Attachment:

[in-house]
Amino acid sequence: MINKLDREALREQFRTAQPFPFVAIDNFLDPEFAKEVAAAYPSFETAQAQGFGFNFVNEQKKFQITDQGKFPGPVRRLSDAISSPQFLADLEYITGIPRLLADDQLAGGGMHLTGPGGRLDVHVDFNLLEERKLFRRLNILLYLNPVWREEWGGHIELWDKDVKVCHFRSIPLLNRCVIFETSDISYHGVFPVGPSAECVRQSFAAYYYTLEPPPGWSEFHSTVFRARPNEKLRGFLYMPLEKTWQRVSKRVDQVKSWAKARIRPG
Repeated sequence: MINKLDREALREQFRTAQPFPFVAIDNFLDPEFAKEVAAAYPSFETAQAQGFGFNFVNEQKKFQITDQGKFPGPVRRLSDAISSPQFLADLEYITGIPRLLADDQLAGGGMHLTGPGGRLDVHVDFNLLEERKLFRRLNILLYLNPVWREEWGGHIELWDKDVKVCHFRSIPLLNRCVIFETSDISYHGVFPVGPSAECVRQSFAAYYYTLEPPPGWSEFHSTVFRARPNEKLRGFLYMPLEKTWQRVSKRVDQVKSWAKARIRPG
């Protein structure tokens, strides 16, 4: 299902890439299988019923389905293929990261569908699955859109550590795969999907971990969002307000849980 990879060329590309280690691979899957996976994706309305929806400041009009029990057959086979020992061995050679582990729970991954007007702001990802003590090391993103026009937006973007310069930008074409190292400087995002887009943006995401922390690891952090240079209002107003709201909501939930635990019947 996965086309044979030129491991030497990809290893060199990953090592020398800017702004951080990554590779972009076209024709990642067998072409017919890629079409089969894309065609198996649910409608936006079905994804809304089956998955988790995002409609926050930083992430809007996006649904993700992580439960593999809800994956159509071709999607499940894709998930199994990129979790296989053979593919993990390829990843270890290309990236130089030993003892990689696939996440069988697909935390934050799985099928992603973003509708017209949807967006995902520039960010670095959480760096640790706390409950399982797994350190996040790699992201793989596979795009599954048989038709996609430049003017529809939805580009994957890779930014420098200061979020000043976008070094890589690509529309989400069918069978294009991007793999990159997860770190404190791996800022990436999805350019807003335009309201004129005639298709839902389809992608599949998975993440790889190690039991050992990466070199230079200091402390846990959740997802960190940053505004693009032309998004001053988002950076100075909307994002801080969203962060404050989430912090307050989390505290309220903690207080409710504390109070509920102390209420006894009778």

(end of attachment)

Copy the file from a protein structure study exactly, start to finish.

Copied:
[in-house]
Amino acid sequence: MINKLDREALREQFRTAQPFPFVAIDNFLDPEFAKEVAAAYPSFETAQAQGFGFNFVNEQKKFQITDQGKFPGPVRRLSDAISSPQFLADLEYITGIPRLLADDQLAGGGMHLTGPGGRLDVHVDFNLLEERKLFRRLNILLYLNPVWREEWGGHIELWDKDVKVCHFRSIPLLNRCVIFETSDISYHGVFPVGPSAECVRQSFAAYYYTLEPPPGWSEFHSTVFRARPNEKLRGFLYMPLEKTWQRVSKRVDQVKSWAKARIRPG
Repeated sequence: MINKLDREALREQFRTAQPFPFVAIDNFLDPEFAKEVAAAYPSFETAQAQGFGFNFVNEQKKFQITDQGKFPGPVRRLSDAISSPQFLADLEYITGIPRLLADDQLAGGGMHLTGPGGRLDVHVDFNLLEERKLFRRLNILLYLNPVWREEWGGHIELWDKDVKVCHFRSIPLLNRCVIFETSDISYHGVFPVGPSAECVRQSFAAYYYTLEPPPGWSEFHSTVFRARPNEKLRGFLYMPLEKTWQRVSKRVDQVKSWAKARIRPG
């Protein structure tokens, strides 16, 4: 299902890439299988019923389905293929990261569908699955859109550590795969999907971990969002307000849980 990879060329590309280690691979899957996976994706309305929806400041009009029990057959086979020992061995050679582990729970991954007007702001990802003590090391993103026009937006973007310069930008074409190292400087995002887009943006995401922390690891952090240079209002107003709201909501939930635990019947 996965086309044979030129491991030497990809290893060199990953090592020398800017702004951080990554590779972009076209024709990642067998072409017919890629079409089969894309065609198996649910409608936006079905994804809304089956998955988790995002409609926050930083992430809007996006649904993700992580439960593999809800994956159509071709999607499940894709998930199994990129979790296989053979593919993990390829990843270890290309990236130089030993003892990689696939996440069988697909935390934050799985099928992603973003509708017209949807967006995902520039960010670095959480760096640790706390409950399982797994350190996040790699992201793989596979795009599954048989038709996609430049003017529809939805580009994957890779930014420098200061979020000043976008070094890589690509529309989400069918069978294009991007793999990159997860770190404190791996800022990436999805350019807003335009309201004129005639298709839902389809992608599949998975993440790889190690039991050992990466070199230079200091402390846990959740997802960190940053505004693009032309998004001053988002950076100075909307994002801080969203962060404050989430912090307050989390505290309220903690207080409710504390109070509920102390209420006894009778």